In 2001, Björk became aware of Canadian Inuit throat singer Tanya Tagaq and invited her to perform on several dates of Björk's Vespertine World Tour as a special guest. In 2004, Tagaq was invited to collaborate on the a cappella album, Medúlla, in which the duet "Ancestors" was recorded. "Ancestors" was later featured on Tagaq's first solo album, Sinaa, in 2005.
In 2002 the CD box set Family Tree appeared, containing a retrospective of Björk's career, comprising many previously unreleased versions of her compositions, including her work with the Brodsky Quartet. Also released alongside Family Tree was the album Greatest Hits, a retrospective of the previous 10 years of her solo career as deemed by the public. The songs on the album were chosen by Björk's fans through a poll on her website. A DVD edition of the CD was also released. It contained all of Björk's solo music videos up to that point. The new single from the set, "It's in Our Hands" charted in the UK at number 37. The video, directed by Spike Jonze, features a heavily pregnant Björk. Björk gave birth to daughter Isadora Bjarkardottir Barney on 3 October 2002. Björk and the Brodsky Quartet recorded a composition written, especially for her, by Composer John Tavener called "Prayer of the Heart" in 2001, and it was played then for a slide show presentation in 2003 for the American Photographer, Nan Goldin. In 2003, Björk released a box set called Live Box, consisting of four CDs containing live recordings of her previous albums and a DVD featuring a video of one track from each CD. Each of the four CDs was later released separately at a reduced price.
In 2004, Leila discovered the work of Finnish multimedia Artist Heidi Kilpeläinen, who had taken her combination of lo-fi, homemade electro pop with her own self-produced music videos and combined them under the alter ego character, HK119. Leila soon referred HK119's work to Björk, who started mentioning HK119 in various press and interviews. In 2004, Björk announced HK119 as her favourite act of 2004 and cited her as "The Perfect Blonde Woman". HK119 was soon signed to Björk's parent label One Little Indian Records, which released her debut album in 2006. HK119 and Björk appeared in a joint interview in Dazed & Confused magazine in 2006, where Björk stated about HK119's work, "It's unique. Even if I gave you $3 million, you couldn't improve on it... [Its] simplicity is [its] strength." HK119 later released her albums, Fast, Cheap and Out of Control in 2008 and Imaginature in 2013, both on One Little Indian Records.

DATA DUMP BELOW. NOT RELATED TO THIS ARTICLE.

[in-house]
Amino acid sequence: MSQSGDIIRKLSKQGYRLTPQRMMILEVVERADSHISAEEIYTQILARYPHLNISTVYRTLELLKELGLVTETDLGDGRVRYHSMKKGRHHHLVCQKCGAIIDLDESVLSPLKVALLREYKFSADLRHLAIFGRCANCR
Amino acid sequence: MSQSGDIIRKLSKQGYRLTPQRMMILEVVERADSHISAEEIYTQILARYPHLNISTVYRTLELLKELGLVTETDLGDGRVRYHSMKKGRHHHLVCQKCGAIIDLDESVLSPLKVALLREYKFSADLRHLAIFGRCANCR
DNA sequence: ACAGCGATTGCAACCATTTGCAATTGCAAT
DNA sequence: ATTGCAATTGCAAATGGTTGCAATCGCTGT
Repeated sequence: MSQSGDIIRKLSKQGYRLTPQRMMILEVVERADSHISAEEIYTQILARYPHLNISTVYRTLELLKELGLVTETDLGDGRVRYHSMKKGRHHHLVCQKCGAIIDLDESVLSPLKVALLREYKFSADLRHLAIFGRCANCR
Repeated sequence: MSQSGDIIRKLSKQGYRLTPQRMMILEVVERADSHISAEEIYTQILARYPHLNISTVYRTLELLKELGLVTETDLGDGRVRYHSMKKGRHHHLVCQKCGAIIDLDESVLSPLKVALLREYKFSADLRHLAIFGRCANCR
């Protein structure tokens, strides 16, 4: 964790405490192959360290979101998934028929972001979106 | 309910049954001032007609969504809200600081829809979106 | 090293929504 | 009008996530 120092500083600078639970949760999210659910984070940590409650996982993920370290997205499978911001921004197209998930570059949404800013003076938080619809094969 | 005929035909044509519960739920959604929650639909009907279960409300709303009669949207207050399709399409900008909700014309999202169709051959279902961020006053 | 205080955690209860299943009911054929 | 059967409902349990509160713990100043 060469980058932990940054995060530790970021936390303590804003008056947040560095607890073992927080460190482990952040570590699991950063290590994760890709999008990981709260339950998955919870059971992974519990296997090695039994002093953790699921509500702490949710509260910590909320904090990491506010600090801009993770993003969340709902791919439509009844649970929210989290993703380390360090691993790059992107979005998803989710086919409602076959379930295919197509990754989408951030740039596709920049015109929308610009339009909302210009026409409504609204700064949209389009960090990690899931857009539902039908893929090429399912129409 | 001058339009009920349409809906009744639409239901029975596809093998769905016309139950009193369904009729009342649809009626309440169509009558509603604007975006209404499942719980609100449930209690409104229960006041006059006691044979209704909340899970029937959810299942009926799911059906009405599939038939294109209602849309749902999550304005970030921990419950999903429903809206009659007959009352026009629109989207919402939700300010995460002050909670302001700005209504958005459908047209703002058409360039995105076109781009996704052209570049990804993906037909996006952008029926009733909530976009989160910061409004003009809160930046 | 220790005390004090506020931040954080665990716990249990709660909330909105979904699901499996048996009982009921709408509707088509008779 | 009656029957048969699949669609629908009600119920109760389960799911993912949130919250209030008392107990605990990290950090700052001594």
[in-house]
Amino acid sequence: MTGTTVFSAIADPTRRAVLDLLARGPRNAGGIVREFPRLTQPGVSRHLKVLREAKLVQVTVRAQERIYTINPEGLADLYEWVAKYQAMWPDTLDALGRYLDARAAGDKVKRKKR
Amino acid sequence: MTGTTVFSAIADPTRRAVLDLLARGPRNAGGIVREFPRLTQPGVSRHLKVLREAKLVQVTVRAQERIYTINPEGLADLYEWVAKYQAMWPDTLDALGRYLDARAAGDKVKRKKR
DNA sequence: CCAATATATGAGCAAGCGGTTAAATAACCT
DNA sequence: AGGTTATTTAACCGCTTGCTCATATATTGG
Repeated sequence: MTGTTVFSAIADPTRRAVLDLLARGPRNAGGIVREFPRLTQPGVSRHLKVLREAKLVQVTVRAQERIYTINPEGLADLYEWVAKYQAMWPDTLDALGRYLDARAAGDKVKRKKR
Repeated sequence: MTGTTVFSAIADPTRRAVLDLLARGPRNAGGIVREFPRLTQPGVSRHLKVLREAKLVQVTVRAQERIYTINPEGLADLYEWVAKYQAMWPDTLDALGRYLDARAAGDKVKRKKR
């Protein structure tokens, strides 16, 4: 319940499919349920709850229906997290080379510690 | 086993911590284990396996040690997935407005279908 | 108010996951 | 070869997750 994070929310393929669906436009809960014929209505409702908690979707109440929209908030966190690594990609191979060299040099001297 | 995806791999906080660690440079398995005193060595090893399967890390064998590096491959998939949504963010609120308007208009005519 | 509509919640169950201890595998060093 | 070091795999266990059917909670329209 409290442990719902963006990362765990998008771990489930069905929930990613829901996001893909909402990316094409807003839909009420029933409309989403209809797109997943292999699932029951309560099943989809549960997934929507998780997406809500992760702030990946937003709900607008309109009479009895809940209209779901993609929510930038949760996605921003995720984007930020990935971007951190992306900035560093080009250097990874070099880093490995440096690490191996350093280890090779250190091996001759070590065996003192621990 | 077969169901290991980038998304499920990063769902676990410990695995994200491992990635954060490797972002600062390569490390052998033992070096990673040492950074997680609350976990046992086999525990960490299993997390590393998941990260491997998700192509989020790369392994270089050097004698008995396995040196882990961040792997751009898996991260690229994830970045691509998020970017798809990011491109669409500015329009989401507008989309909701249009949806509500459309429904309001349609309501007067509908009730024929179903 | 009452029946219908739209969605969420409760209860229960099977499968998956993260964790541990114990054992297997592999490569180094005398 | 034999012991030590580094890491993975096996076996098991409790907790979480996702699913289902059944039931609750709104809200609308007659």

On 2 July 2005 Björk took part in the Live 8 series of concerts, headlining the Japan show with Do As Infinity, Good Charlotte, and McFly. She performed eight songs with Matmos, a Japanese string octet, and Zeena Parkins.
In 2005, Björk collaborated with partner Matthew Barney on the experimental art film Drawing Restraint 9, a dialogueless exploration of Japanese culture. Björk and Barney both appear in the film, playing two occidental guests on a Japanese factory whaling vessel who ultimately transform into two whales. She is also responsible for the film's Soundtrack, her second after Selmasongs. Björk also appeared in the 2005 documentary Screaming Masterpiece, which delves into the Icelandic music scene. The movie features archive footage of the Sugarcubes and Tappi Tíkarrass and an ongoing conversation with Björk herself. During this era, Björk earned another BRIT Awards nomination for Best International Female Solo Artist. She was also awarded the Inspiration Award at the Annual Q Magazine Awards in October 2005, accepting the prize from Robert Wyatt, with whom she collaborated on Medúlla. In 2006, Björk remastered her first three solo studio albums (Debut, Post, Homogenic) and her two Soundtrack albums (Selmasongs and Drawing Restraint 9) in 5.1 surround sound for a re-issue in a new box-set titled Surrounded, released on 27 June. Vespertine and Medúlla were already available in 5.1 as either DVD-A or SACD but are also included in the box set in repackaged format. The DualDiscs were also released separately. Björk's former band, the Sugarcubes, reunited for a one-night-only concert in Reykjavík on 17 November 2006. Profits from the concert were donated to the Sugarcubes' former label, Smekkleysa, who according to Björk's press statement, "continue to work on a non-profit basis for the Future betterment of Icelandic music".